New York Yankees' Mark Teixeira singles and drives in a run against the Boston Red Sox in the seventh inning of their baseball game at Fenway Park in Boston Friday, April 24, 2009. (AP Photo/Elise Amendola)

BOSTON — Mark Teixeira should've worn a navy blue suit, a red power tie and an American flag lapel pin. The Yankees pullover and cap just didn't seem to fit his persona. The look wasn't, well, polished enough for the high-priced first baseman, who answered every question he was asked yesterday afternoon like a third-term congressman.

Be not afraid New Englanders. Teixeira understands your pain.

"They just want to beat the Yankees," he said with a smile. "I would hope they wouldn't want any physical harm for me or my family. They just want me to go 0 for 4 with four strikeouts."

Leave it to the latest villain in baseball's most bitter rivalry, a 29-year-old Maryland native whose hometown of Severna Park is only an hour away from Capitol Hill, to choose the politically correct approach.

"I'd say thanks for coming out, thanks for supporting this rivalry," said Teixeira, when asked what he'd say to Red Sox fans if he ever got the chance. "I am much more concerned with filling the ballparks than there not being anybody there. I hope this economy turns around, I hope there's thousands of people every single game, if they want to boo me, great, but just show up."

The Fenway crowd, at least most of it, booed in unison when Teixeira came to the plate. He didn't exactly put on a power display, but he made the Red Sox pay. His RBI-single in the seventh scored Derek Jeter to give the Yankees a 3-2 lead. It was a fitting introductory shot by Teixeira, who is surely going to be the object of Boston fans' disaffection for years to come.

"When a Yankee comes into town, especially a Yankee that could've been a Red Sox player," said Teixeira, who signed an eight-year, $180 million contract in December, "they're going to boo."

Before we go any further, it should be noted that if Teixeira signed with Boston - the Sox offered him $168 million - we'd be calling him "professional" and "classy." That's not a criticism; it's the reality of the situation. It's about the uniform your wearing. That's all. ¬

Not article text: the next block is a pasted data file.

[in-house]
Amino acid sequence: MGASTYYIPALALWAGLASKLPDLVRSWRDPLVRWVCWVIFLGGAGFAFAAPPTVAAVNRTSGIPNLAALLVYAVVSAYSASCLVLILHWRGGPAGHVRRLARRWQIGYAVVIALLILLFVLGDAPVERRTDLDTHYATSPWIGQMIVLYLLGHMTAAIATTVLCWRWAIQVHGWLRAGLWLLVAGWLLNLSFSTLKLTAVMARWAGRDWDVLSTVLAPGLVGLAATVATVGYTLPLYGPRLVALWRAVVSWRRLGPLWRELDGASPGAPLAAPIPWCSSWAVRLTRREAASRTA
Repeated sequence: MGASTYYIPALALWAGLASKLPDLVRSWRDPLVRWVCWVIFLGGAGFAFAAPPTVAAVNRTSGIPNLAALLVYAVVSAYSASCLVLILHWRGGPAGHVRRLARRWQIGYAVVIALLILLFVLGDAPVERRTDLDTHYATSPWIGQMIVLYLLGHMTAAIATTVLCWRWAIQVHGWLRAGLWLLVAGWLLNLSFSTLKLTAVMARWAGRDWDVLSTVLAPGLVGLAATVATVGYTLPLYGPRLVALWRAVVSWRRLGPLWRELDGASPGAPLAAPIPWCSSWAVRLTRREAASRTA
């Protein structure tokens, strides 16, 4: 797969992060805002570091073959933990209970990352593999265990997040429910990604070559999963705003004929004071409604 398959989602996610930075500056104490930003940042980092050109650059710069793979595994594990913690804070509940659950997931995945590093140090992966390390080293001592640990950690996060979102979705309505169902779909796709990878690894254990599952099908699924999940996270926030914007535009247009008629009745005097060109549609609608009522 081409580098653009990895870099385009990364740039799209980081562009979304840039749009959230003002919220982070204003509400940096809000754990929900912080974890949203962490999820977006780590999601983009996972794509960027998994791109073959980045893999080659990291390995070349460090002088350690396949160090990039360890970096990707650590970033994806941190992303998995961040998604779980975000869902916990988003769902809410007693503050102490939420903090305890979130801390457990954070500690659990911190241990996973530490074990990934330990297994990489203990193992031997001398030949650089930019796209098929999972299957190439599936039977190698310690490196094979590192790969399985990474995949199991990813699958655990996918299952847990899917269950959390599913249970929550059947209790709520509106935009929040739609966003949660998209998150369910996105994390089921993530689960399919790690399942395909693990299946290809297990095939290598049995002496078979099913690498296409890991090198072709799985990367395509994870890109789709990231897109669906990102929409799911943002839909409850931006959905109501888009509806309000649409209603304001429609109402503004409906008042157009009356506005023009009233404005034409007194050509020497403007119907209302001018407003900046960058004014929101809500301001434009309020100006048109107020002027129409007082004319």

"He's always been a good kid," said Red Sox manager Terry Francona, who's known Teixeira since the player's early days in the Texas Rangers organization. "Because guys play for different teams, it doesn't mean all of a sudden you dislike their personality or you lose respect because they got more money or made a different decision. That's part of the game."

It wasn't easy for Francona to watch the Red Sox court Teixeira during the offseason.

"That was a really hard one for me," Francona said. "I know what's going on. But at the same time, and I was trying to be careful about this and I was probably walking a fine line because we had Mikey Lowell here. All the things we talked about, about loyalty and this and that, I don't ever want to lie to a player. But at the same time, I don't want him to think that I don't care about him, either."

Even though Francona complimented him, it was a bit unnerving hearing Teixeira explain why he became a Yankee. ¬ 

"The number one issue for me was my family," the Scott Boras client said.

Yes, his family. Specifically, supporting his family with mounds of cash. It's OK to say so.¬ 

As glib as he was at times, his respect for the Red Sox-Yankees rivalry seemed genuine. Teixeira, a career .194 hitter at Fenway Park coming in, explained that his father John, a former Navy pilot, reveres the Army-Navy rivalry. Teixeira's also a big fan of Lakers-Celtics. He's heard a lot from teammates about what it's like to play in Boston, but really, being here is the only way to get used to it.

"You can talk about it all you want," Jeter, a 14-year veteran of Red Sox-Yankees, said from his locker. "But (to understand) I think you have to experience it."


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